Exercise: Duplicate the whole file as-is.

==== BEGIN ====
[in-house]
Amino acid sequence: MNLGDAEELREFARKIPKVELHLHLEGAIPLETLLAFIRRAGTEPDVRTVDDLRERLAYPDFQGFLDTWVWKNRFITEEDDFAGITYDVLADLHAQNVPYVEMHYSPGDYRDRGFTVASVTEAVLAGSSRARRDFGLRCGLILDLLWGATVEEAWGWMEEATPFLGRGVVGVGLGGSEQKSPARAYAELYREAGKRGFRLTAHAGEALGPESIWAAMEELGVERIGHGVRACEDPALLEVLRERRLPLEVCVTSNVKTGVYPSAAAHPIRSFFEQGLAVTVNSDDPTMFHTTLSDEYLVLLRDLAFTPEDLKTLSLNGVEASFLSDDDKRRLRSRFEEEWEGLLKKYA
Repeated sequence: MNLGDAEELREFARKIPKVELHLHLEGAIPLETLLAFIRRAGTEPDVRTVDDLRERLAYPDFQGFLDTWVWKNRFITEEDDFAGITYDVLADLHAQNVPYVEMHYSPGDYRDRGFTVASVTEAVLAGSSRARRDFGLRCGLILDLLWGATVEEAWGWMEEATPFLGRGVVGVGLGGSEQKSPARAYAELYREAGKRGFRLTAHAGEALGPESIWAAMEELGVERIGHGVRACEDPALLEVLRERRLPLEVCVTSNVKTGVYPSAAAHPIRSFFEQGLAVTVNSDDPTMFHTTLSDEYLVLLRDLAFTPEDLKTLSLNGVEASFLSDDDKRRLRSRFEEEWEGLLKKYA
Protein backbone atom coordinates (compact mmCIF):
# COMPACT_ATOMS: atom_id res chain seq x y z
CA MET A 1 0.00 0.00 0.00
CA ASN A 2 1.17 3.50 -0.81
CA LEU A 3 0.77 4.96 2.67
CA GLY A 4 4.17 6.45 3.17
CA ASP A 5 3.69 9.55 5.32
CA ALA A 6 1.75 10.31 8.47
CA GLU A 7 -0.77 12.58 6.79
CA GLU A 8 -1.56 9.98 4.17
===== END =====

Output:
[in-house]
Amino acid sequence: MNLGDAEELREFARKIPKVELHLHLEGAIPLETLLAFIRRAGTEPDVRTVDDLRERLAYPDFQGFLDTWVWKNRFITEEDDFAGITYDVLADLHAQNVPYVEMHYSPGDYRDRGFTVASVTEAVLAGSSRARRDFGLRCGLILDLLWGATVEEAWGWMEEATPFLGRGVVGVGLGGSEQKSPARAYAELYREAGKRGFRLTAHAGEALGPESIWAAMEELGVERIGHGVRACEDPALLEVLRERRLPLEVCVTSNVKTGVYPSAAAHPIRSFFEQGLAVTVNSDDPTMFHTTLSDEYLVLLRDLAFTPEDLKTLSLNGVEASFLSDDDKRRLRSRFEEEWEGLLKKYA
Repeated sequence: MNLGDAEELREFARKIPKVELHLHLEGAIPLETLLAFIRRAGTEPDVRTVDDLRERLAYPDFQGFLDTWVWKNRFITEEDDFAGITYDVLADLHAQNVPYVEMHYSPGDYRDRGFTVASVTEAVLAGSSRARRDFGLRCGLILDLLWGATVEEAWGWMEEATPFLGRGVVGVGLGGSEQKSPARAYAELYREAGKRGFRLTAHAGEALGPESIWAAMEELGVERIGHGVRACEDPALLEVLRERRLPLEVCVTSNVKTGVYPSAAAHPIRSFFEQGLAVTVNSDDPTMFHTTLSDEYLVLLRDLAFTPEDLKTLSLNGVEASFLSDDDKRRLRSRFEEEWEGLLKKYA
Protein backbone atom coordinates (compact mmCIF):
# COMPACT_ATOMS: atom_id res chain seq x y z
CA MET A 1 0.00 0.00 0.00
CA ASN A 2 1.17 3.50 -0.81
CA LEU A 3 0.77 4.96 2.67
CA GLY A 4 4.17 6.45 3.17
CA ASP A 5 3.69 9.55 5.32
CA ALA A 6 1.75 10.31 8.47
CA GLU A 7 -0.77 12.58 6.79
CA GLU A 8 -1.56 9.98 4.17